In the previous articles, we talked about the importance of authenticating emails via DomainKeys Identified Mail (DKIM) and Sender Policy Framework (SPF). These two methods verify whether or not an incoming message really does originate from the sender it claims to have come from. If the message is legitimate, it should go through with no problem. But what if it fails either or both the DKIM and SPF authentication checks? That’s where DMARC enters the picture. As you will see later on in this article, DKIM, SPF, and DMARC are connected, so all three of them should be an integral part of your email security strategy.
What is DMARC and how does it work?
By definition, DMARC authenticates emails against the DKIM and SPF protocols to protect against direct domain spoofing. For SPF, DMARC matches the domain name of the envelope sender with the domain name of the header sender. For DKIM, DMARC matches the domain name of the header sender with the domain name in the DKIM signature. This part of the DMARC process is called alignment. Simply put, DMARC aligns the domain names as a way to verify authenticity. Alignment can be strict (whole domain names should be identical) or relaxed (only organizational domains have to match).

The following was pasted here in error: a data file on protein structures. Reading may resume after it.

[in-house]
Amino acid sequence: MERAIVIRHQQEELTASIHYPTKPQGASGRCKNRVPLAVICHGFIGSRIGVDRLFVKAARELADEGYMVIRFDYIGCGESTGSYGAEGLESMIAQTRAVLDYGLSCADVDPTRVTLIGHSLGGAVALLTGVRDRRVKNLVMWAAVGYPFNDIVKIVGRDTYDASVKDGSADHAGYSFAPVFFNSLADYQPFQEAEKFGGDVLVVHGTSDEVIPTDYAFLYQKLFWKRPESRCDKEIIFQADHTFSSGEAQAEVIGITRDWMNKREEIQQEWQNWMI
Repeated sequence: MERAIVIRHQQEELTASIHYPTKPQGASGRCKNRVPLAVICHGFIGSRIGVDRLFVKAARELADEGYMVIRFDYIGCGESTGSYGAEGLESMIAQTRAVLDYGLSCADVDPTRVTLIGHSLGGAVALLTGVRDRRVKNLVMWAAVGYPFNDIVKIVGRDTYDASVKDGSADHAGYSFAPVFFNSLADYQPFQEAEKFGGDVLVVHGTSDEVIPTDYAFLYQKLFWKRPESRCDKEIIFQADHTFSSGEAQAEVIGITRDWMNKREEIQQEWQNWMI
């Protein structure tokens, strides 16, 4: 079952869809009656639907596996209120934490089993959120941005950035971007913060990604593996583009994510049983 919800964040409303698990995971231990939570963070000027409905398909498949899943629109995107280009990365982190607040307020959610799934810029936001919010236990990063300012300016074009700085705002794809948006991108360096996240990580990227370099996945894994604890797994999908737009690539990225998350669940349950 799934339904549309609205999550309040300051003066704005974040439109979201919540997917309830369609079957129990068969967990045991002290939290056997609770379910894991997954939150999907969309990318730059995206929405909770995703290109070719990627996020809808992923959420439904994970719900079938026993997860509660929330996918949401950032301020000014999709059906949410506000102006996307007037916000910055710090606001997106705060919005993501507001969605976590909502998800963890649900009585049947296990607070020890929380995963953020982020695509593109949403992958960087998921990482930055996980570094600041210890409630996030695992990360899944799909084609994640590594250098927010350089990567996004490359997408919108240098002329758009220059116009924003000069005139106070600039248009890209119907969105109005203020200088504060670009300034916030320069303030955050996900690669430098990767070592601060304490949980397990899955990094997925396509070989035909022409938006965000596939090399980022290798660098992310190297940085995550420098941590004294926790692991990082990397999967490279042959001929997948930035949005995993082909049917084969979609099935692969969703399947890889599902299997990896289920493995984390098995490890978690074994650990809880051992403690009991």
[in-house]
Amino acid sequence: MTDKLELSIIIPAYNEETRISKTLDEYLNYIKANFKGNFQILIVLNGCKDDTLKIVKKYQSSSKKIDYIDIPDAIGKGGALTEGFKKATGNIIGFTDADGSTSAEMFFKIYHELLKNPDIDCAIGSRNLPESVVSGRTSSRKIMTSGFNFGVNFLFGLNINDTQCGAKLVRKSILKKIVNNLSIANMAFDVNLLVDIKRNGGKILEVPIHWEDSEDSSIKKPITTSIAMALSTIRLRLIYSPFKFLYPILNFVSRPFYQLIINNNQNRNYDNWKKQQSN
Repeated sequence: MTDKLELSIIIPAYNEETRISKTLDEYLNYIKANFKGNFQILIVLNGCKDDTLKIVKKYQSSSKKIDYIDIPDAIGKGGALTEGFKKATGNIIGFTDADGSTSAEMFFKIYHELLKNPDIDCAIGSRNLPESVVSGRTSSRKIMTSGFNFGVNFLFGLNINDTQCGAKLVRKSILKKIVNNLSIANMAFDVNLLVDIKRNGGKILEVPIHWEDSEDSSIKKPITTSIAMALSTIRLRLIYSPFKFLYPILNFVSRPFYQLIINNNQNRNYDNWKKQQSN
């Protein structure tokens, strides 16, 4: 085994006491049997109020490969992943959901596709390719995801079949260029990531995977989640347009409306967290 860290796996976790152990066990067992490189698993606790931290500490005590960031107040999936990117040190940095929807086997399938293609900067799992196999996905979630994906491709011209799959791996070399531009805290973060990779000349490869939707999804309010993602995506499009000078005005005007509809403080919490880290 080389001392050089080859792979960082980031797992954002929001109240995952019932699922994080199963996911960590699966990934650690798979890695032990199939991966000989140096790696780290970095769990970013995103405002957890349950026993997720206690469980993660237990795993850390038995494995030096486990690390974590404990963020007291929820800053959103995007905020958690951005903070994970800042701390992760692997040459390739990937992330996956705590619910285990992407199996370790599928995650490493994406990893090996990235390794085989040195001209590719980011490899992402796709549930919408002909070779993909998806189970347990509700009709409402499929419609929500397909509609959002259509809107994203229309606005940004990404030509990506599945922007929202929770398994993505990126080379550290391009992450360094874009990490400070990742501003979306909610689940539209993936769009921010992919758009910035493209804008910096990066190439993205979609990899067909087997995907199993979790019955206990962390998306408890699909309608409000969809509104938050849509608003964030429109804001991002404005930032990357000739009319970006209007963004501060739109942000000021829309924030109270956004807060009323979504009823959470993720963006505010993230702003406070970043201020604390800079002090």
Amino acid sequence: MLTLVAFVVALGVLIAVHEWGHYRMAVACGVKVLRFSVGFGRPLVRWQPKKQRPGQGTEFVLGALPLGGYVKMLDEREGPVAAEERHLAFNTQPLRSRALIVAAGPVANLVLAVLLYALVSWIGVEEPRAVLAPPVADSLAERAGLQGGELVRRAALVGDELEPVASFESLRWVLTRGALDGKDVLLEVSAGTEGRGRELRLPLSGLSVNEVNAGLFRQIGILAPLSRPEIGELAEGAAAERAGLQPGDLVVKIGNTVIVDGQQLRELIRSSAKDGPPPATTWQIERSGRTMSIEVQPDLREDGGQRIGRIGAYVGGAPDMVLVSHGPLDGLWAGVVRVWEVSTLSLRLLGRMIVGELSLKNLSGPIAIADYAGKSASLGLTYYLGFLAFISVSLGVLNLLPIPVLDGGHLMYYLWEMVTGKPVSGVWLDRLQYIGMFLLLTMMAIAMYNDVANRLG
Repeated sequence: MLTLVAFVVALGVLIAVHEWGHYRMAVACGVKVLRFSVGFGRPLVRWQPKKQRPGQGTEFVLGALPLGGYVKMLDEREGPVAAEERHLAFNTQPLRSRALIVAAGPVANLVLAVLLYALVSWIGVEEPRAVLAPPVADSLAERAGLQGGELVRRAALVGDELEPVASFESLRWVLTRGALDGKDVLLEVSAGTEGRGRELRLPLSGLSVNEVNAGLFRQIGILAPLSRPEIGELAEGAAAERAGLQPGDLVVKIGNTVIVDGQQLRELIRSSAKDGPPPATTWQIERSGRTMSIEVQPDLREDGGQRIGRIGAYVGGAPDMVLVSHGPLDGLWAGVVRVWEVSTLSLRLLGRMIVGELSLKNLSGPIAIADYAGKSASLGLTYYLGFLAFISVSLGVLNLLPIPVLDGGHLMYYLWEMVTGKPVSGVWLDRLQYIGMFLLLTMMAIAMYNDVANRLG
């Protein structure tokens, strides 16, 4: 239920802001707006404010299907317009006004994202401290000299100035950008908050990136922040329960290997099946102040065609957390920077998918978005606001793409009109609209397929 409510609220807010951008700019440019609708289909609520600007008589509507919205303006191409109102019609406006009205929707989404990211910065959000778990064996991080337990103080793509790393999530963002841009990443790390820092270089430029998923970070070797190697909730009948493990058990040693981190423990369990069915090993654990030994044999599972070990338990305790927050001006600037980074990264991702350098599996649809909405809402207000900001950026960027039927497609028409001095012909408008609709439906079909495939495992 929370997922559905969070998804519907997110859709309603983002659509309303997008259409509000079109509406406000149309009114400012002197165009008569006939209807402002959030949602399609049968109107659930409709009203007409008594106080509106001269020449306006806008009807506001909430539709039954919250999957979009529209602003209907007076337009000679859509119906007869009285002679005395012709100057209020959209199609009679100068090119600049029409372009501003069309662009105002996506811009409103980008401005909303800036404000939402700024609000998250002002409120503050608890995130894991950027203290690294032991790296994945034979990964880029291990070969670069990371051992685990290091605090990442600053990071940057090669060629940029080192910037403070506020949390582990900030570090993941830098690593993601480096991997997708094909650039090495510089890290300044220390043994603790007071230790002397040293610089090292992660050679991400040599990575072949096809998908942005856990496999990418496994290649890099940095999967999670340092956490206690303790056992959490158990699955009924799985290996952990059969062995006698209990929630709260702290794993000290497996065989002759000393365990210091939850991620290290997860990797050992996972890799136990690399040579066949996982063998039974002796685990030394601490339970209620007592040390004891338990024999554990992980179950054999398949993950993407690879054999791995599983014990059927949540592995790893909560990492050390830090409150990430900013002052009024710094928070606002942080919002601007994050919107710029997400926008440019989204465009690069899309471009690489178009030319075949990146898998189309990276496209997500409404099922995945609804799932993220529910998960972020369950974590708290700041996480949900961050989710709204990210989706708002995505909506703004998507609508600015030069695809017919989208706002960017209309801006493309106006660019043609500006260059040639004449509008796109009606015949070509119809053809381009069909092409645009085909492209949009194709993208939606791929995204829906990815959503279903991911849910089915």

The importance of DMARC
A message is considered legitimate if it passes either the initial DKIM authentication and succeeding alignment, or the initial SPF authentication and succeeding alignment. If the message fails both checks, it is considered a fraudulent message. DMARC allows legitimate senders to tell email providers to either completely block a fraudulent message from reaching any part of the recipients’ inboxes, or accept it but send it straight to the recipients’ spam folder. Senders can also choose not to do anything and just go into monitoring mode. Some choose this option to give them the opportunity to study the activity of fraudulent messages using their brand. If your organization is prone to being spoofed by spammers, having DMARC enabled is a good idea because it lets you dictate what happens to messages pretending to come from your organization.
The other aspect of DMARC is reporting. When DMARC is enabled, senders receive aggregate reports about the messages that went through the DMARC evaluation, as well as their pass/fail statuses. These reports don’t contain information about what’s in the messages, but they do carry something more important, and that’s information about who sent the messages. The data in the reports can help you catch the perpetrators behind fraudulent messages using your organization’s brand.
How Paubox can help
DMARC rounds up the currently available methods for email authentication, along with DKIM and SPF. The good news is that Paubox Email Suite Plus can perform all three as part of the hundreds of checks it makes against incoming emails. But we know how fast spammers’ tactics evolve, so your inbox can never be too safe. As previously mentioned in other posts, there are ways to get around to DKIM and SPF, which makes it possible to bypass DMARC, too. For added protection, your inbox needs the advanced threat detection features Paubox Email Suite Plus offers, like ExecProtect which stops display name spoofing attacks from reaching users. You can see ExecProtect in action for yourself with a free 14-day trial.